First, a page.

The Things They Don’t Tell You About Motherhood.

Everyone knows your life changes after you have a baby.  There’s constantly someone depending on you for every thing.  It’s like having a husband, but miniature.  And sometimes even more smelly.
There are certain things no one warns you about before you have a baby.
But you deserve to know.
So here you go.
The things no one told me about motherhood.

No one knows what the heck they’re doing either.  When you’re pregnant you always hear, “Oh, sleep while you can” (Um, last time I checked you can’t bank up on sleep and just pull out the extra hours you got to re-energize yourself once the baby is here.) .
Or, “Don’t feed your child solids until their 12 years old!”.
Or, “Make sure you vaccinate/don’t vaccinate your children!”.
“If your child doesn’t have at least 14 hours of exercise a day, they’ll be ugly.”
But the truth is, when you become a parent, you can do all the research you want, and you’ll still be screwed.  Because children don’t care about your plans.  You know what I had planned? An epidural.  And I didn’t get one because Little S was impatient.  I also had planned to have Little S be sleeping through the night by 6 months old.  Instead I was waking up every 45 minutes to nurse, even when he was 10 months old. And sobbing. There was a lot of sobbing during those nights.
You can plan all you want, but I can almost garunatee your child is going to come along and be like “Oh, so I heard you’d really like it if I ate some vegetables/liked bathtime/gave you time to shower/slept more than 5 minutes at a time, huh? Too bad.”

You’ll never be able to eat a whole dessert by yourself again.  All I want in life is to enjoy a full cheesecake in the peace and quiet of my own room.  But some how Little S manages to hear me quietly open the fridge and sneak to the table.
“No. This is Mama’s cheesecake/truffle/icecream/cake.” (Usually not all at the same time.)
Then he attempts to stick his fingers in my food and say “OOOOH! Pwease, Mama? Pwease? Pwease?”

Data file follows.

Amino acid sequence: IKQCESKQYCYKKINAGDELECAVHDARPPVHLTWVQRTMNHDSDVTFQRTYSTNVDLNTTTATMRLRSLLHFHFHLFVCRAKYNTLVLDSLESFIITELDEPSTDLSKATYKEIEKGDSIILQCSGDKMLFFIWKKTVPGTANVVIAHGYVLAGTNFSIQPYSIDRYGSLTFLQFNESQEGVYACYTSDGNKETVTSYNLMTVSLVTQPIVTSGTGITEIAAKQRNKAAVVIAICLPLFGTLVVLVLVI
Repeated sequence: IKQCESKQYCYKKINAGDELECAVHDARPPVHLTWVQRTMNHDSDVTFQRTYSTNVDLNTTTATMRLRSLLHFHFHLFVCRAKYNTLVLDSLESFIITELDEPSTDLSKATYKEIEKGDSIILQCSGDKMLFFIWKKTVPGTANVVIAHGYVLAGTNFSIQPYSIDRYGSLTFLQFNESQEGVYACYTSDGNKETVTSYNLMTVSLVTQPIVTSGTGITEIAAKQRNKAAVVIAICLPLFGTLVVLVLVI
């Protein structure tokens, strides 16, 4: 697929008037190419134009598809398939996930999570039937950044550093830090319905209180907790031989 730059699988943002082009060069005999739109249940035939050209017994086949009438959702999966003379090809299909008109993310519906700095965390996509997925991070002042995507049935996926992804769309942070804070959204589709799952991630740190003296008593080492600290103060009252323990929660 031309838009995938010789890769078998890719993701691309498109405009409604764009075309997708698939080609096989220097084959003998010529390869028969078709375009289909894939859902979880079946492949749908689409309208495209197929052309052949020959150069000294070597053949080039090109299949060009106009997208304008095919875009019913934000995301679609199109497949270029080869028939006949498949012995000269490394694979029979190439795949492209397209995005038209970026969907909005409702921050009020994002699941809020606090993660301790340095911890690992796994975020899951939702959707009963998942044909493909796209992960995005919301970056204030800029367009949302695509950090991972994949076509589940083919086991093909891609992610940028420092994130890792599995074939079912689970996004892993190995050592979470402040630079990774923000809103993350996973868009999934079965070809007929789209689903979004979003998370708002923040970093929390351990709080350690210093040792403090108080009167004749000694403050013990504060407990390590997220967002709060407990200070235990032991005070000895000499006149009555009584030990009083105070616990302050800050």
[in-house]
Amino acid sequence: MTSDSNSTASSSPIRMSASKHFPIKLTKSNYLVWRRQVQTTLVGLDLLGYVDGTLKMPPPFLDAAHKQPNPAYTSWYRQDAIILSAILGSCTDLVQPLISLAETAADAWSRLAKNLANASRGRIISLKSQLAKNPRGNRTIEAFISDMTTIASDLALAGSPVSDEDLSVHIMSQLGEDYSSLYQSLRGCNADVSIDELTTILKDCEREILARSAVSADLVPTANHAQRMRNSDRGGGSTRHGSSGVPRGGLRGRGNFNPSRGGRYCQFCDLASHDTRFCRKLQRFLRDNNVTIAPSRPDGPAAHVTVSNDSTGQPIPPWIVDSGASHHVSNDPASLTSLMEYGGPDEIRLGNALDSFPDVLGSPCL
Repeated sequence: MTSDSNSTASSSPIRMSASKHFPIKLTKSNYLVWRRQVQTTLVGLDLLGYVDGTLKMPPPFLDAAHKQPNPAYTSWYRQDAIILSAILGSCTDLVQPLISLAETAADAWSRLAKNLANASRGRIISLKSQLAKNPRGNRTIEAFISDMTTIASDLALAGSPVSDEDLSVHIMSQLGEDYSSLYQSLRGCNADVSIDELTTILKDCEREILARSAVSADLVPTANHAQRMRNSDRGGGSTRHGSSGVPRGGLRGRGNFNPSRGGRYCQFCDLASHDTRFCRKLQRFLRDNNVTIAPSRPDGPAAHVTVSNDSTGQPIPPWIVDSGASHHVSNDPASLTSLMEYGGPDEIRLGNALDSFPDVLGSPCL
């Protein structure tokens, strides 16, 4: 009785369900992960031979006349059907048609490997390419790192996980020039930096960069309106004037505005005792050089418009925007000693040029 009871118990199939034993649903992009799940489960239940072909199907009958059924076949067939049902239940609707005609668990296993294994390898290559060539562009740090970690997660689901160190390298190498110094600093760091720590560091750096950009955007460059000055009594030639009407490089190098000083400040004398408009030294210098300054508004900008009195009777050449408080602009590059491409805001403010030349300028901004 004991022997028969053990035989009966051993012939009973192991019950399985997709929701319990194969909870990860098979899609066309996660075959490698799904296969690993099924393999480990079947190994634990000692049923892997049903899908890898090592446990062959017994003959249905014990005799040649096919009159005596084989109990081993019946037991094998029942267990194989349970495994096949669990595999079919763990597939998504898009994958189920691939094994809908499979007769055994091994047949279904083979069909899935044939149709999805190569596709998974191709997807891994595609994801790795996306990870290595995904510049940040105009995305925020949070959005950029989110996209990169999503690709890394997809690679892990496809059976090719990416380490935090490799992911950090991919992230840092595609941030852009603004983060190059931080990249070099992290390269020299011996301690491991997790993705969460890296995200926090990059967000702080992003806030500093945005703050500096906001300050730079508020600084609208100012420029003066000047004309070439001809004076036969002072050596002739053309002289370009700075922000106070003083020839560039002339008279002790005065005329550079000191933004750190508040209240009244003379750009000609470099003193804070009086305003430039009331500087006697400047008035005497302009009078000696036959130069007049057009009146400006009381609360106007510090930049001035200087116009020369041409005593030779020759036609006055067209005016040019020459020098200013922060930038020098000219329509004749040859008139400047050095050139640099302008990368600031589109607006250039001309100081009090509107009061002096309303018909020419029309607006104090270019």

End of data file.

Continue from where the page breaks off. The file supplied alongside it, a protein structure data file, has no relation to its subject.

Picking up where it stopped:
“Fine, one bite.” and then one bite turns into all of my delicious indulgence devoured by a tiny toddler who REALLY doesn’t need any more sugar.
Also, you’ll never sit down to eat a meal again. I can’t remember the last time I sat and ate dinner without getting up to get Little S something at least 76 times during dinner. It’s like he wants me to be skinny or something. Ugh.

Everything is terrifying those first few months. Everything. I didn’t drive ANYWHERE until Little S was 2 months old. Every cough, every sneeze, every diaper rash I was convinced was a brain tumor. And you want to take them to the doctor, but then you have to sit in a waiting room, filled with other children with life threatening illnesses, just waiting to prey on your tiny, innocent child. So instead you google everything, which then in turn makes you even more crazy. So I’ll just tell you a little secret I finally figured out, Google isn’t a doctor. And your child is probably fine.

No matter what you do, you’ll be judged. Stay at home mom? You’re lazy. Working mom? You don’t spend enough time with your kids. Vaccinate? You’re poisoning your child. Breast-feeding? It’s obscene to do in public. Bottle Feeding? You’re not giving your child the best. Cloth diaper? Hippie. Cry it out? That’s neglect.
I could go on forever. Just give up. You won’t please everyone and you shouldn’t even try. No two children are the same and what works for some people won’t work for others.  You can try your hardest to do the “right” thing in parenting, but you’ll never do the right thing unless it works for your kids. Just do what makes you sane. Because if you’re not sane, you’re definately not doing the right thing for your kids.